OCTOBER 12, 2023 — Atop the Durango Building on UTSA’s Downtown Campus will soon sit an instrument connecting UTSA to a global monitoring network of atmospheric pollution.
A five-year, $590,017 NASA grant is supporting the project, led by Alberto Mestas-Nuñez, associate professor of instruction in the UTSA Department of Earth and Planetary Sciences.
The project will make UTSA part of the NASA Pandora Project as well as a member of the Pandonia Global Network of stations, which is a joint effort between NASA and the European Space Agency to provide long-term measurements of air quality and atmospheric composition to calibrate satellite sensors.
UTSA is among 15 Minority Serving Institutions partnering with NASA to expand research opportunities in earth sciences.
“This is a great opportunity. There’s a lot to learn,” Mestas-Nuñez said. “To have this instrumentation in San Antonio at UTSA, collaborating on this global project, will surely help us attract new students to our education and research programs and potentially help us develop new programs.”
The Pandora Project uses spectroscopy to study ultraviolet and visible wavelengths of light to determine the composition of the atmosphere and its interactions with the Earth’s environment. The ground-based networks are unique with the ability to measure total column and vertical profiles, observing different layers of the atmosphere at once.
Mestas-Nuñez is working alongside fellow UTSA faculty members Daniel Pineda, assistant professor of mechanical engineering; Geography and Environmental Sustainability Assistant Professor Neil Debbage; and Mechanical Engineering Professor Kiran Bhaganagar. Also on the team are UTSA Environmental Science and Engineering doctoral student Iyare Oseghae and UT-Rio Grande Valley Professor Amit Raysoni.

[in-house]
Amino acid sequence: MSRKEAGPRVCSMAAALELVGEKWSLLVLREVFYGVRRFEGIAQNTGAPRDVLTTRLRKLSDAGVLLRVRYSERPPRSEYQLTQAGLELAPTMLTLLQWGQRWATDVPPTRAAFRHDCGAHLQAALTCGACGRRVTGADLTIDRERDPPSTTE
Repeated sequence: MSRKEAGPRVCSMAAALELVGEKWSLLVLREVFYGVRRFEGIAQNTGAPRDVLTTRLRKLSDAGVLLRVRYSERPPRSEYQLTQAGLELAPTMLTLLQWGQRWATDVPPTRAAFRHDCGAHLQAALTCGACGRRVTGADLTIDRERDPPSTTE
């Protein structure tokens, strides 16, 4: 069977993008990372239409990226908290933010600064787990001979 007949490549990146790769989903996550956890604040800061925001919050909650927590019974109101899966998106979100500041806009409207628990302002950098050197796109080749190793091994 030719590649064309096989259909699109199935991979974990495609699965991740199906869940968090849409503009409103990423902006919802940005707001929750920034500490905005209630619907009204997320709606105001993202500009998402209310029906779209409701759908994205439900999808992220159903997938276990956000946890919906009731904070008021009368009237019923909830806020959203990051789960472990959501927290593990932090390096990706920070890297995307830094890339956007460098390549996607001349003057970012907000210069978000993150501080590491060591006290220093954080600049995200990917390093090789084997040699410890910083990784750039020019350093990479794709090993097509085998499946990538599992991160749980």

UTSA researchers will be tasked with maintaining the device to ensure quality data is collected. The data will be transmitted to the central server of the Pandonia Global Network, where it will be processed and made available in real-time to the public. Levels of ozone, nitrogen dioxide and formaldehyde in the atmosphere will be studied by combining the observations measured by the network with those from Earth-observing satellites.
“We’ll use the data after the algorithms have been applied to convert the spectrometer sunlight measurements into gas concentrations—which is what we need,” Mestas-Nuñez said. “We will get a good handle on the pollution in the air and be able to study air quality and the processes associated with it. For example, we could study where the air pollution is coming from, where it is going, as well as what time of the day, day of the week, or month of the year the pollution is most prevalent.”
Don’t know where to start in looking for a job or internship? Virtually join in a live job/internship search navigation lab-style workshop. Follow along to bookmark and save opportunities you are interested in applying for.Student Union (SU 2.02.04,) Main Campus
Don’t know where to start in looking for a job or internship? 🔍 Primary platforms utilized during this workshop are Handshake and LinkedIn. Some industry-specific job search boards may be utilized.Student Union (SU 2.02.04,) Main Campus
First Friday Stargazing gives anyone free access to the night sky using university telescopes and teaching equipment. Weather permitting, experienced astronomers will provide a handful of telescopes of varying designs, give training on how each operates, and point to various astronomical objects that may appear in the sky for that given time of the year. If you have a telescope and do not know how to operate it, feel free to bring it and get instructions on its use.4th Floor of Flawn Science Building, Main Campus
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